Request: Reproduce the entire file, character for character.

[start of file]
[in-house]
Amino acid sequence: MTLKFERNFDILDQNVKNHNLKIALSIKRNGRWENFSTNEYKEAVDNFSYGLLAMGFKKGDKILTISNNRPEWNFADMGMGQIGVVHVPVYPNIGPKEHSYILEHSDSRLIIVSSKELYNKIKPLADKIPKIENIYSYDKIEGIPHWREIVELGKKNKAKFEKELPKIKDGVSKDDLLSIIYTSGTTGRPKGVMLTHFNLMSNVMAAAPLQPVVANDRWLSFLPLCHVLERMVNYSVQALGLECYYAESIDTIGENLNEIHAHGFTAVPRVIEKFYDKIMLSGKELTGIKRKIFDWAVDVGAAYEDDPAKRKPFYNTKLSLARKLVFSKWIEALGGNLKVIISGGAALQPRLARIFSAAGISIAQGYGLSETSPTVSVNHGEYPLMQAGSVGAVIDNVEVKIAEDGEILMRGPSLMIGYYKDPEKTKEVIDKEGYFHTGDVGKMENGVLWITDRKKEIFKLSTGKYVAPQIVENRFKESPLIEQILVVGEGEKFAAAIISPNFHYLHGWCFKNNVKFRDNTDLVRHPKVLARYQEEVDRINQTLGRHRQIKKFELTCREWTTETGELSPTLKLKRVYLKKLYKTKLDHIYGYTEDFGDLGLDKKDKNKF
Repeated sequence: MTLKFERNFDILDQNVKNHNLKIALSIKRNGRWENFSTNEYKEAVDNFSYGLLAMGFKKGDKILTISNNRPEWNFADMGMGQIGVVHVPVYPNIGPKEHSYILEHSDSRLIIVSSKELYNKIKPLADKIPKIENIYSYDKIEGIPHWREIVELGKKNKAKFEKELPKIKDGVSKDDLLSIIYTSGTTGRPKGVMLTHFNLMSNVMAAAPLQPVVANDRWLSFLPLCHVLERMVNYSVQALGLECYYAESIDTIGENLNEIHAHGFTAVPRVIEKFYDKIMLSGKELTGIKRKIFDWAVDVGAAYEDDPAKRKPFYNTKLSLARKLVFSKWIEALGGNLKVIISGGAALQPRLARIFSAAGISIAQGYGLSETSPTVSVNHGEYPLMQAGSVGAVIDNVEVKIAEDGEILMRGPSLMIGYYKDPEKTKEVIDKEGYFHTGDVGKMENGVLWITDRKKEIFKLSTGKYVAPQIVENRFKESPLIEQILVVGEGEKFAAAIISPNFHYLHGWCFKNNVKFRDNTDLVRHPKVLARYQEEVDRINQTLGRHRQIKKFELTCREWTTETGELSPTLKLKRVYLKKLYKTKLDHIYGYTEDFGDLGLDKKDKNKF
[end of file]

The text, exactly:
[in-house]
Amino acid sequence: MTLKFERNFDILDQNVKNHNLKIALSIKRNGRWENFSTNEYKEAVDNFSYGLLAMGFKKGDKILTISNNRPEWNFADMGMGQIGVVHVPVYPNIGPKEHSYILEHSDSRLIIVSSKELYNKIKPLADKIPKIENIYSYDKIEGIPHWREIVELGKKNKAKFEKELPKIKDGVSKDDLLSIIYTSGTTGRPKGVMLTHFNLMSNVMAAAPLQPVVANDRWLSFLPLCHVLERMVNYSVQALGLECYYAESIDTIGENLNEIHAHGFTAVPRVIEKFYDKIMLSGKELTGIKRKIFDWAVDVGAAYEDDPAKRKPFYNTKLSLARKLVFSKWIEALGGNLKVIISGGAALQPRLARIFSAAGISIAQGYGLSETSPTVSVNHGEYPLMQAGSVGAVIDNVEVKIAEDGEILMRGPSLMIGYYKDPEKTKEVIDKEGYFHTGDVGKMENGVLWITDRKKEIFKLSTGKYVAPQIVENRFKESPLIEQILVVGEGEKFAAAIISPNFHYLHGWCFKNNVKFRDNTDLVRHPKVLARYQEEVDRINQTLGRHRQIKKFELTCREWTTETGELSPTLKLKRVYLKKLYKTKLDHIYGYTEDFGDLGLDKKDKNKF
Repeated sequence: MTLKFERNFDILDQNVKNHNLKIALSIKRNGRWENFSTNEYKEAVDNFSYGLLAMGFKKGDKILTISNNRPEWNFADMGMGQIGVVHVPVYPNIGPKEHSYILEHSDSRLIIVSSKELYNKIKPLADKIPKIENIYSYDKIEGIPHWREIVELGKKNKAKFEKELPKIKDGVSKDDLLSIIYTSGTTGRPKGVMLTHFNLMSNVMAAAPLQPVVANDRWLSFLPLCHVLERMVNYSVQALGLECYYAESIDTIGENLNEIHAHGFTAVPRVIEKFYDKIMLSGKELTGIKRKIFDWAVDVGAAYEDDPAKRKPFYNTKLSLARKLVFSKWIEALGGNLKVIISGGAALQPRLARIFSAAGISIAQGYGLSETSPTVSVNHGEYPLMQAGSVGAVIDNVEVKIAEDGEILMRGPSLMIGYYKDPEKTKEVIDKEGYFHTGDVGKMENGVLWITDRKKEIFKLSTGKYVAPQIVENRFKESPLIEQILVVGEGEKFAAAIISPNFHYLHGWCFKNNVKFRDNTDLVRHPKVLARYQEEVDRINQTLGRHRQIKKFELTCREWTTETGELSPTLKLKRVYLKKLYKTKLDHIYGYTEDFGDLGLDKKDKNKF